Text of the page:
It’s like Plymouth Rock all over again. Or as our Entertainment staff writer Tonja Renée Stidhum so eloquently put it, “What is this Oregon Trail reboot 2520s tryna produce in real life?”
While experts blame anti-vaxxers as the primary cause of the growing crisis, some ultra-orthodox Jewish communities in Brooklyn, N.Y., have become ground zero for a huge measles outbreak in New York, and the U.S. now has the second-highest level of measles recorded in 25 years.
CNN reports that while The Purge is a lackluster film franchise, The Measles is a real-life fucking pandemic.
The number of measles cases in the United States made its biggest jump of the year, with 90 new cases reported in just one week, according to numbers released Monday by the US Centers for Disease Control and Prevention.
With 555 total cases, 2019 now has the second-highest number of measles cases in the United States in 25 years — and the year isn’t even half over.
Read that last sentence again: And the year isn’t even half over.
And just in case you thought I was picking on Jenny McCarthy and her ilk, it’s actually experts like Dr. William Schaffner—medical director of the National Foundation for Infectious Diseases and an adviser to the CDC on vaccines—who are pointing their fingers at the anti-vax movement as the culprit.
“We’d previously eliminated this disease not just in the U.S. but in the entire Western Hemisphere,” he said. “And it appears that now we’ve profoundly and sadly turned back the clock.”
Twenty states have reported measles outbreaks so far this year: Arizona, California, Colorado, Connecticut, Florida, Georgia, Illinois, Indiana, Kentucky, Maryland, Massachusetts, Michigan, Missouri, Nevada, New Hampshire, New Jersey, New York, Oregon, Texas and Washington. But most of these cases have occurred in New York—the site of an outbreak among ultra-Orthodox Jews that began in the fall and has been nearly impossible to control.
In fact, it’s so bad that health officials announced last week that in the New York City neighborhoods afflicted by the outbreak, anyone who hasn’t been vaccinated against measles or can’t provide evidence of immunity is subject to a $1,000 fine.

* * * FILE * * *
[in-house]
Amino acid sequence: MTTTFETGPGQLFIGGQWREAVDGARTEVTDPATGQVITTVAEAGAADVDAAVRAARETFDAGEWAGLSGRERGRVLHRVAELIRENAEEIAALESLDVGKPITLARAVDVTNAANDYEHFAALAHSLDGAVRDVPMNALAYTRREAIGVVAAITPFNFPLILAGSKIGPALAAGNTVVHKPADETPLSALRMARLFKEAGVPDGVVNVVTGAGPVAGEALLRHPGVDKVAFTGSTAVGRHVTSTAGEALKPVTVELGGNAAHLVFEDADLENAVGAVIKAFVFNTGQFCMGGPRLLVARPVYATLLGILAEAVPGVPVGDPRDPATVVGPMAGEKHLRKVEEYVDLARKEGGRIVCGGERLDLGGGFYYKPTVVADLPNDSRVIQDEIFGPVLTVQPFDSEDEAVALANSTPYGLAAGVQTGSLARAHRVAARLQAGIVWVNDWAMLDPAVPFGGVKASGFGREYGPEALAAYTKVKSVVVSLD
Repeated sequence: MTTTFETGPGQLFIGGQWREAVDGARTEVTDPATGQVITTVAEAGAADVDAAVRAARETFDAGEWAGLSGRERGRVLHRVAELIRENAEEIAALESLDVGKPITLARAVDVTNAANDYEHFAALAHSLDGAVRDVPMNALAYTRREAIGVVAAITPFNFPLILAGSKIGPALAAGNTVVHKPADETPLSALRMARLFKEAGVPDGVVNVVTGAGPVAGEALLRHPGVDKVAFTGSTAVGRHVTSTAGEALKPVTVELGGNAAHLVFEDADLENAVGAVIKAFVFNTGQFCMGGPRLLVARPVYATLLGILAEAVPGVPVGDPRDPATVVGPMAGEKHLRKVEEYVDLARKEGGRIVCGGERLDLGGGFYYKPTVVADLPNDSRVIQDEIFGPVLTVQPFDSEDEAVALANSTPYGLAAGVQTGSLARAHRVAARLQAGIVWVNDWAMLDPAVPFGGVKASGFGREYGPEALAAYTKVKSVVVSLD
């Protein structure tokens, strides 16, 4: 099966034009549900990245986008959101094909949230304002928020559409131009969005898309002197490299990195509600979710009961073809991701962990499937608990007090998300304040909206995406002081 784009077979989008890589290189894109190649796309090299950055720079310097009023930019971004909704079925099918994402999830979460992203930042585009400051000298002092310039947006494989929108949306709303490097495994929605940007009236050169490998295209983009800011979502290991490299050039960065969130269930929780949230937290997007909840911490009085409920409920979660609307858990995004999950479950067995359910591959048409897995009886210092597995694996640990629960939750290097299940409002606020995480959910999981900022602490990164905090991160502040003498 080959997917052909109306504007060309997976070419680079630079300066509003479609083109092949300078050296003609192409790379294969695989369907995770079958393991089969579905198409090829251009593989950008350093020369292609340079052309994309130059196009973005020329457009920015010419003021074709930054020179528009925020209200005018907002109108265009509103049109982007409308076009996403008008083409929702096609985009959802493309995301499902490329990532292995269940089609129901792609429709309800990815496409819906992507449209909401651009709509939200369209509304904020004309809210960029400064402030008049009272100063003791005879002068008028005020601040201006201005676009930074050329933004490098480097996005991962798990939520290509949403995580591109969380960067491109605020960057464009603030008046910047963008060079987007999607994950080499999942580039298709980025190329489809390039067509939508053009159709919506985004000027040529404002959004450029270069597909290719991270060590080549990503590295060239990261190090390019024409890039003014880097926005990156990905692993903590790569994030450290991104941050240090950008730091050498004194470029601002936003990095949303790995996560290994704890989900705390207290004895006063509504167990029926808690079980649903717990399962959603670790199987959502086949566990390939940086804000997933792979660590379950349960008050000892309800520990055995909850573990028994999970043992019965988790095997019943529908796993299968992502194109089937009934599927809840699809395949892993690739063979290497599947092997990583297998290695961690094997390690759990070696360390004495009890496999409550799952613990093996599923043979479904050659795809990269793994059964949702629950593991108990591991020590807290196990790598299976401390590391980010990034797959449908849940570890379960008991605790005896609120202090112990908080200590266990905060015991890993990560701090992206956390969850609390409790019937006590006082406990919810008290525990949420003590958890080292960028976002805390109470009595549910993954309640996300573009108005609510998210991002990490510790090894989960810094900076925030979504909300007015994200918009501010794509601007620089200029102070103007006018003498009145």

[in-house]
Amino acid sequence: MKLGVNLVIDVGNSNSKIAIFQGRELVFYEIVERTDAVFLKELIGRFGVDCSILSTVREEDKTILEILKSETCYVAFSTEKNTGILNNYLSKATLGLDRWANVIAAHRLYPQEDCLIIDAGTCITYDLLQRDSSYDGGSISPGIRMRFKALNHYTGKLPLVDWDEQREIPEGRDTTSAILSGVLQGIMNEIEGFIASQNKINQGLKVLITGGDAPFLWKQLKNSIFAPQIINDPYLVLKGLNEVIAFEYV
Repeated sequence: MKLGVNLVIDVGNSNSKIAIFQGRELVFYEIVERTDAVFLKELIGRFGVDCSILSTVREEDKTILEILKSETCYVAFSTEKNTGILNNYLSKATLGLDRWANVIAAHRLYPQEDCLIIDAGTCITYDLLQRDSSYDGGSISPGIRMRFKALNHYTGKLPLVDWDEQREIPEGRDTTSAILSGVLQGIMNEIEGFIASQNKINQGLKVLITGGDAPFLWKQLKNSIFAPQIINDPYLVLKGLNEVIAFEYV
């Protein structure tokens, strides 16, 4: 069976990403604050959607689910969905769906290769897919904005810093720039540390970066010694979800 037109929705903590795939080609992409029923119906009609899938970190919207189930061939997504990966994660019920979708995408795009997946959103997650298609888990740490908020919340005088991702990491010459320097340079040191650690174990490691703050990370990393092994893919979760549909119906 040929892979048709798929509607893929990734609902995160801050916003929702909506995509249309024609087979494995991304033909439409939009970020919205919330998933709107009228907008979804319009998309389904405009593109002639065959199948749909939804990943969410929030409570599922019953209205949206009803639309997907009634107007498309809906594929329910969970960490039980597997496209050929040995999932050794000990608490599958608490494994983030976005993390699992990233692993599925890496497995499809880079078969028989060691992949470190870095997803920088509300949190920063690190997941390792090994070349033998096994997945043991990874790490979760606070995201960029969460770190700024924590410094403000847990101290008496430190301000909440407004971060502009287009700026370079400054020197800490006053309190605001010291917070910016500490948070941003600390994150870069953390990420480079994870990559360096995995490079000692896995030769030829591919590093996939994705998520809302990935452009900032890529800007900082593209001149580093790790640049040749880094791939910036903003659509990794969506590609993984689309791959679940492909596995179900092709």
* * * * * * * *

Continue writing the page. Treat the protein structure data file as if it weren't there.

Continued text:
Health officials in Rockland County event went as far as trying to ban unvaccinated children from public places, but a judge prohibited the county from doing so.
“I’m obviously very concerned about the size and also acceleration of the current outbreak,” Dr. Nancy Messonier, director of the CDC’s National Center for Immunization and Respiratory Diseases, told CNN. “This is not going to stop on its own [...] Most measles outbreaks in the U.S. stop sooner than this.”
But much like Donald Trump, this isn’t a problem secluded to the United States. The rest of the world is feeling the wrath of Koplik’s spots and skin rashes too.
Measles isn’t just rising in the United States. The World Health Organization reported Monday there were more than 110,000 measles cases worldwide in the first three months of 2019 — an increase of nearly 300% from the same period last year.
The data is provisional, and the actual number of measles cases is likely higher, as WHO estimates that less than 1 in 10 cases globally are reported to the agency.
Ukraine had the highest number of cases in the past 12 months, with more than 72,000 cases, followed by Madagascar and India with more than 69,000 and 60,000 cases respectively. WHO warned that there are delays in reporting and this data may be incomplete.
So yeah. Do us all a favor and please get your kids vaccinated because prayers alone aren’t getting the job done.
Clarification Tuesday, April 16, 2019, 8:45 a.m. ET: Both the headline and this story have been updated to clarify that the measles outbreak in Brooklyn, N.Y., is being attributed to ultra-orthodox Jewish communities and not hipsters or anti-vaxxers.